REVIEW: Jay-Z & R-Kelly – Best Of Both Worlds

The Best Of Both Worlds

Artist: Jay-Z & R.Kelly

Album: The Best Of Both Worlds

Label: Def Jam

Rating: 2 / 10

Reviewer: Adrunk

Everybody knows how celebrities build themselves up prior to a big movie or album release by creating stories and scandals in the media – it could be by doing something that appeals to the public, like donating money to a charity or endorsing Pepsi, or by doing something ridiculously stupid, like dating Geri Halliwell. But you can’t help thinking that perhaps R Kelly went a bit far as the release of his Jay-Z collaboration LP “Best Of Both Worlds” approached – as I’m sure you probably know, he was caught on tape getting fellatio from a 14-year-old, in exchange for him giving her a golden shower. Whether this was an attempt to bring himself up to the same wild, hoe pimpin’ reputation as his good mate Jigga, we’ll probably never know. Because lets face it, R Kelly can hold a Cristal bottle and sway rhythmically from side to side in as many bikini-filled videos as he wants, but most people will still recognise the name as the singer of the wholesome fun-for-all-the-family ballad ‘I Believe I Can Fly.’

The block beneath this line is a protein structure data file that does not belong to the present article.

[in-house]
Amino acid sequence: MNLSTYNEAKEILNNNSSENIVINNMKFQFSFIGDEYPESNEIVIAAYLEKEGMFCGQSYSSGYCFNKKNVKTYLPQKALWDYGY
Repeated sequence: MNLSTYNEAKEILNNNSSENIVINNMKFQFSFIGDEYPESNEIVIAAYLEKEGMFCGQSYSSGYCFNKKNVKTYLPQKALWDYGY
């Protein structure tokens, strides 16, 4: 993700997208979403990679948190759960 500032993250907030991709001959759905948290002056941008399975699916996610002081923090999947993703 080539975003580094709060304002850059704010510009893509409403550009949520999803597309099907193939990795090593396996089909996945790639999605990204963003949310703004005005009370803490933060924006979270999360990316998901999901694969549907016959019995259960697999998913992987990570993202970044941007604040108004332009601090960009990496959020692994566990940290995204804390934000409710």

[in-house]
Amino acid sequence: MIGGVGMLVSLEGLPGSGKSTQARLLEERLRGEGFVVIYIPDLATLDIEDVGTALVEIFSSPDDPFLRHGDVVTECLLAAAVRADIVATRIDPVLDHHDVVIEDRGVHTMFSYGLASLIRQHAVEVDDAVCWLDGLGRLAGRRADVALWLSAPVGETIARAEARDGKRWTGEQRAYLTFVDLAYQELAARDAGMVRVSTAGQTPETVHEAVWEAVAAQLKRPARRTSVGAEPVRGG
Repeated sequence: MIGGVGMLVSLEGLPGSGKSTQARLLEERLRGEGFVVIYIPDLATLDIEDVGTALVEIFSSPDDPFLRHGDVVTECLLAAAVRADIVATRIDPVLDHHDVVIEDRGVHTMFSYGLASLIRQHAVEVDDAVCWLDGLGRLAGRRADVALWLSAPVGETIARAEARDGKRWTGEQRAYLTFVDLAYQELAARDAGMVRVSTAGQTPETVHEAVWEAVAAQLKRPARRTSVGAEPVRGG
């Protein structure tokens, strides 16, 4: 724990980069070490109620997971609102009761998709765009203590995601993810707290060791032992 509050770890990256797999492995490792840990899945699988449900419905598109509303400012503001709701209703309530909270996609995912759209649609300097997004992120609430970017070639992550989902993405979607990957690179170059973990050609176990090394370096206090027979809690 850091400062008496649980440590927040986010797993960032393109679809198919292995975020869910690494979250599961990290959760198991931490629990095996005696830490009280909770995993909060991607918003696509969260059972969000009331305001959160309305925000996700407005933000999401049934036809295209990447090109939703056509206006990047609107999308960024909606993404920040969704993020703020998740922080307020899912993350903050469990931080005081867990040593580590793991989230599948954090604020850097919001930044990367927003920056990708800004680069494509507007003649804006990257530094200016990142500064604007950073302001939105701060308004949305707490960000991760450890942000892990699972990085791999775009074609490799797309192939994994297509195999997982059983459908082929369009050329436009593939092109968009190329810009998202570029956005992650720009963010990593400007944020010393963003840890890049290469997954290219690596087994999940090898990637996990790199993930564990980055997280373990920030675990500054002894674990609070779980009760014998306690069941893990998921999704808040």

And the other guy on the LP? He’s doing just fine thank you very much, he’s just dropped his fourth mediocre album in as many years and had it hailed as a classic by just about everyone. However, what was perhaps special about “The Blueprint” compared to other recent Hov releases was that there were no blatant tasteless half-assed pimpin’ anthems or corny R&B crossover pop hits. But consequently he’s been saving them all up, and now he’s ready to inflict lots of them on us at the same time, with more than a little help from the Bob Dole of R&B, R Kelly. What you expect from “Best Of Both Of Worlds” is exactly what you’ll get. And I mean exactly. That is, if you’re not expecting any originality, soul or an abundance of creativity. If you’re hoping for 13 formulaic R&B/pop-rap crossover Trackmasters joints, you’re going to get just what you ordered.